- This function takes a Result and spits out a spendable success or error message containing appropriate information about the error.
As already stated greetd manages its state using
Context objects (no idea what the correct rust terminology is, but its a data-structure with a set of functions and quacks like an object). To be more precise it uses two context objects, the outer
Context for configuration and connection state and the
ContextInner for storing global state of a 3-stage session pipeline that is shared between all interested parts of greetd.
Context object holds the following values:
- RwLock<ContextInner> inner
ContextInnerobject for global state wrapped in a lock that allows shared reading or exclusive writing
- string greeter_bin
- The command for the greeter
- string greeter_user
- The user the greeter runs as
- string greeter_service
- The PAM service name for starting greeter sessions
- string pam_service
- The PAM service name for starting normal sessions
- TerminalMode term_mode
- The vt in which this context spawns sessions
- bool source_profile
- string runfile
- The path of the runfile for persisting sate across possible greetd restarts
ContextInner has the following fields:
- SessionChildSet? current
- Information about the currently running session
- SessionSet? scheduled
- The session that will be started once the currently running session terminates
- SessionSet? configuring
- Stage before
scheduled, a session that isn't ready to be launched just yet because the greeter is still answering the questions PAM has
SessionSet here is a
Session (representing a session that is being set up) with a timestamp attached. The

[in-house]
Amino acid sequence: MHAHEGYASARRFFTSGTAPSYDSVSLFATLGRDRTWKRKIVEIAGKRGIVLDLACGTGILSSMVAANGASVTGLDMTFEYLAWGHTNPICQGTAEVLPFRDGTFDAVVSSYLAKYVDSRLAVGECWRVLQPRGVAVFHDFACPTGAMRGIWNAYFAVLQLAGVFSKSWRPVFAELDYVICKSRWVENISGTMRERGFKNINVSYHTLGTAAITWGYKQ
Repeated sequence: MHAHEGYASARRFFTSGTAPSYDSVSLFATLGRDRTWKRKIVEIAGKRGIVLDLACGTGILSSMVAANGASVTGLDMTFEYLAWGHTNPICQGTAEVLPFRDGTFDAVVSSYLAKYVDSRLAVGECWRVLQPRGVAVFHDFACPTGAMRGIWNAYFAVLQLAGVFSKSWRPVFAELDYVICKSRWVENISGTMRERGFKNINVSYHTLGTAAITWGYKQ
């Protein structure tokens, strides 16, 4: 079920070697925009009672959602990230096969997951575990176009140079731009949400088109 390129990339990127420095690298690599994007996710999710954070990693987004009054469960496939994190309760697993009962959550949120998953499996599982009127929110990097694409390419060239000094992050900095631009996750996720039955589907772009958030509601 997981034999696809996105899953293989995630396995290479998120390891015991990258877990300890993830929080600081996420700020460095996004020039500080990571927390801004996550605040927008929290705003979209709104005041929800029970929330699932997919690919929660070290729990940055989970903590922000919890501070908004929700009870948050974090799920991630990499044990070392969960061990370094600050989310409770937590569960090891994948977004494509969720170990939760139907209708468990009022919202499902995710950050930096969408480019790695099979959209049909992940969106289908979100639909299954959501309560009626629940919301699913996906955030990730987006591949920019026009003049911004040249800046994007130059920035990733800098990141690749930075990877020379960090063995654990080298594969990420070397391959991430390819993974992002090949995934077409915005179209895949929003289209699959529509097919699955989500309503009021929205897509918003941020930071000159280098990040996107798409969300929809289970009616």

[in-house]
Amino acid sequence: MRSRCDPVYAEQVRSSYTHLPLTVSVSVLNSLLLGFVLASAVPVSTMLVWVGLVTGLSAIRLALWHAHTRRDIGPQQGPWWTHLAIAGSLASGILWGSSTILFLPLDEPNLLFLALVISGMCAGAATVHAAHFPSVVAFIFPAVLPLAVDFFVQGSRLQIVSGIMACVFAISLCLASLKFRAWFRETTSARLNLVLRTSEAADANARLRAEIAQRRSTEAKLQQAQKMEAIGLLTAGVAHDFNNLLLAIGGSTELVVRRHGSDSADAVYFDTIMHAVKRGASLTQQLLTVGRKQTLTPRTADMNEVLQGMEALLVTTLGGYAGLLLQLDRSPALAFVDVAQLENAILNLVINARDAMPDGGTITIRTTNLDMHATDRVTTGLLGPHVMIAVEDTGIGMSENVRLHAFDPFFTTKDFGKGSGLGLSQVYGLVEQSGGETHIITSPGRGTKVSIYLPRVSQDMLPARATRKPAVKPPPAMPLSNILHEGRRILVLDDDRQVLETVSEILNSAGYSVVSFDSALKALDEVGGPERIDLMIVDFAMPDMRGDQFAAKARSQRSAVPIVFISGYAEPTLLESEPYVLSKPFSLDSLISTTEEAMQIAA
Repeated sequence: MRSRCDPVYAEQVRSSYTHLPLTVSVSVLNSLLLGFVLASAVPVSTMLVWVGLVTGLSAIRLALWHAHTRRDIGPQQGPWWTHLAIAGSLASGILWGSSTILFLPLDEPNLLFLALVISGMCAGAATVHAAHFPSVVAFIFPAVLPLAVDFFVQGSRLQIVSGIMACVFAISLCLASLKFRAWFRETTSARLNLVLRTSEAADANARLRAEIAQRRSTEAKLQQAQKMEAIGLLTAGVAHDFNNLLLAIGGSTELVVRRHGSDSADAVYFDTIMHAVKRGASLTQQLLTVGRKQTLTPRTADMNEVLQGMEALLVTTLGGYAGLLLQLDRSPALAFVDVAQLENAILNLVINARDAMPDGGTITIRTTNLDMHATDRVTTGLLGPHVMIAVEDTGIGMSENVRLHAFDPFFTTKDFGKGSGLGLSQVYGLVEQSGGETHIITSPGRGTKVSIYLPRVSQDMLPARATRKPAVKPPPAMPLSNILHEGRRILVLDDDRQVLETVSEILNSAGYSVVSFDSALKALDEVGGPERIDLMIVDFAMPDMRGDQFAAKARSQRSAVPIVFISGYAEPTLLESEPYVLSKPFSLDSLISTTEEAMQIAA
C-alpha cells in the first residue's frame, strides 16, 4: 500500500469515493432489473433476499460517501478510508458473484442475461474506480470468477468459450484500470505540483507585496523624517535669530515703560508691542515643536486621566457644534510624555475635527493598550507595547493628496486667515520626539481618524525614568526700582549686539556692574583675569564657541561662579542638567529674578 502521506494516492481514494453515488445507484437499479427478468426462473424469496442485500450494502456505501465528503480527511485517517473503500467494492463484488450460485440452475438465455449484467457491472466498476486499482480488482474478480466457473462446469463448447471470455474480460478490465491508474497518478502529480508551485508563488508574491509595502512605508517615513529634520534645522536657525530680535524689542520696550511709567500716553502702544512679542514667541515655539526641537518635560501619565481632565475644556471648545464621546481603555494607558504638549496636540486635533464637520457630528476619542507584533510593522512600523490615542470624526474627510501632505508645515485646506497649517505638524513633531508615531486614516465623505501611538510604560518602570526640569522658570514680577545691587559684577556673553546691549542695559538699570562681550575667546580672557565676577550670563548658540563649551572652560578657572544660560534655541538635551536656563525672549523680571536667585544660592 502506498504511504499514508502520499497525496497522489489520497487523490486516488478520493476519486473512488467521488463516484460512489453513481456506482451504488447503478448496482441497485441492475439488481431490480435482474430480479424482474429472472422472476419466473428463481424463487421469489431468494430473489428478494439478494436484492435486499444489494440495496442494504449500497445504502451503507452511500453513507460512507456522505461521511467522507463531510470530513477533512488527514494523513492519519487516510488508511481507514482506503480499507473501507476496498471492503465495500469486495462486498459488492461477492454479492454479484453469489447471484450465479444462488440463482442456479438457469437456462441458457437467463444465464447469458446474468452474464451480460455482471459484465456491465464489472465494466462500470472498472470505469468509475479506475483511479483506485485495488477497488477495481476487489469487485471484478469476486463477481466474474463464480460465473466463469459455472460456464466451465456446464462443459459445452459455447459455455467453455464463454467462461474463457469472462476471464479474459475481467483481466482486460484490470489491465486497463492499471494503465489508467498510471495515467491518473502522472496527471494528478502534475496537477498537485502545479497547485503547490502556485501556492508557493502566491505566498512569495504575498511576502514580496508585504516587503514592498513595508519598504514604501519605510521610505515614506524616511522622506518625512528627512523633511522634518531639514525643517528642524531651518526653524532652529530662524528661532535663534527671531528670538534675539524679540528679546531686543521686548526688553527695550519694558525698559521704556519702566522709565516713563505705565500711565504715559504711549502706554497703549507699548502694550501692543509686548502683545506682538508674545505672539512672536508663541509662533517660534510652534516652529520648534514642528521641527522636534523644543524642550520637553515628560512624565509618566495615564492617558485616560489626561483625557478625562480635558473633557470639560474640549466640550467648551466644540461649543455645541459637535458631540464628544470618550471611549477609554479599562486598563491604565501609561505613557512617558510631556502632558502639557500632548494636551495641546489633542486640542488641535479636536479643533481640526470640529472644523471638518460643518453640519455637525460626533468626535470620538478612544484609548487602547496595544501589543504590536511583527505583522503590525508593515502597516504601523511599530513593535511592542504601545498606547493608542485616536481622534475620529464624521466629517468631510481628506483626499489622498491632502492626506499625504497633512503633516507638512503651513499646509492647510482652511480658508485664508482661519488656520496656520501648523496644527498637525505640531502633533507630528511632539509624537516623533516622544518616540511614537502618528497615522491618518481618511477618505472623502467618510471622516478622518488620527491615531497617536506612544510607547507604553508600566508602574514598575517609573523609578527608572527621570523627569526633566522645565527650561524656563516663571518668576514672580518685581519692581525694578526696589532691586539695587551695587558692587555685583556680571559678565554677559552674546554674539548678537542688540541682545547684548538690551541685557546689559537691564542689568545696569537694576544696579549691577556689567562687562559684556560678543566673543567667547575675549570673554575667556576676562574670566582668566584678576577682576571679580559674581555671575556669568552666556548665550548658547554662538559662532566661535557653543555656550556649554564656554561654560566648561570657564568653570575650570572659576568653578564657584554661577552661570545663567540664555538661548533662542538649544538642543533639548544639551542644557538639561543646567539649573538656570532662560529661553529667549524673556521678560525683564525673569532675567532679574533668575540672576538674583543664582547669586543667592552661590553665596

SessionChildSet stores a
SessionChild (representing a running session) and has an
is_greeter flag in addition to the timestamp.
Note: There is a distinction between the
SessionChild object because a session that is already running doesn't care about all of the communications foo and is only interested in finding out if the session is still running and ending it if it isn't supposed to be running anymore, the only shared value is the pid of the session worker.
The methods on the context seem to be made to make it easy to write down what should happen from the outside, also they are pretty well commented so you know how they are supposes to be hooked up.
Directly start an unauthenticated session, bypassing the normal scheduling.
This one translates to spawning a session worker and sending it all commands that should be needed for an autologin session and gives empty answers for any questions PAM asks. This is used for the
initial_session and the sessions for the greeters. It returns the created
Session as an object. Username, session-class, PAM-service and the command are given as arguments.
Directly start a greeter session, bypassing the normal scheduling.
A small convenience wrapper that preconfigures the